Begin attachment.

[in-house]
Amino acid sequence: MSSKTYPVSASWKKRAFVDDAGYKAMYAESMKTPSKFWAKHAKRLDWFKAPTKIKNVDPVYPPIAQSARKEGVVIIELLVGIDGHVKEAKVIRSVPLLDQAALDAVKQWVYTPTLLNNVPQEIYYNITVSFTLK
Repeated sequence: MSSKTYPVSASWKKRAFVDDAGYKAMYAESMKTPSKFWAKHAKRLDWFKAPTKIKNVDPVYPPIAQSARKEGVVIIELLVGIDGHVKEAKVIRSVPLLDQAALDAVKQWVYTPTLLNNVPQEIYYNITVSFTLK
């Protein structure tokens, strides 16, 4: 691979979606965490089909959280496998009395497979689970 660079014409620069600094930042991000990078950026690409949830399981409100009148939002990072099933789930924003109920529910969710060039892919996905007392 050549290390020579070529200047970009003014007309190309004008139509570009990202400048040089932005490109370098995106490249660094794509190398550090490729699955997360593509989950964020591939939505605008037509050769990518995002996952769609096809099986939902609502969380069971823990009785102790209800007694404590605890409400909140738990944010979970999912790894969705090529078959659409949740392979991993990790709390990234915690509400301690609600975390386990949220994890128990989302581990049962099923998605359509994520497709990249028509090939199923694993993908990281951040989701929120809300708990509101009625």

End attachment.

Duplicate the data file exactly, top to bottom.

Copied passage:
[in-house]
Amino acid sequence: MSSKTYPVSASWKKRAFVDDAGYKAMYAESMKTPSKFWAKHAKRLDWFKAPTKIKNVDPVYPPIAQSARKEGVVIIELLVGIDGHVKEAKVIRSVPLLDQAALDAVKQWVYTPTLLNNVPQEIYYNITVSFTLK
Repeated sequence: MSSKTYPVSASWKKRAFVDDAGYKAMYAESMKTPSKFWAKHAKRLDWFKAPTKIKNVDPVYPPIAQSARKEGVVIIELLVGIDGHVKEAKVIRSVPLLDQAALDAVKQWVYTPTLLNNVPQEIYYNITVSFTLK
């Protein structure tokens, strides 16, 4: 691979979606965490089909959280496998009395497979689970 660079014409620069600094930042991000990078950026690409949830399981409100009148939002990072099933789930924003109920529910969710060039892919996905007392 050549290390020579070529200047970009003014007309190309004008139509570009990202400048040089932005490109370098995106490249660094794509190398550090490729699955997360593509989950964020591939939505605008037509050769990518995002996952769609096809099986939902609502969380069971823990009785102790209800007694404590605890409400909140738990944010979970999912790894969705090529078959659409949740392979991993990790709390990234915690509400301690609600975390386990949220994890128990989302581990049962099923998605359509994520497709990249028509090939199923694993993908990281951040989701929120809300708990509101009625």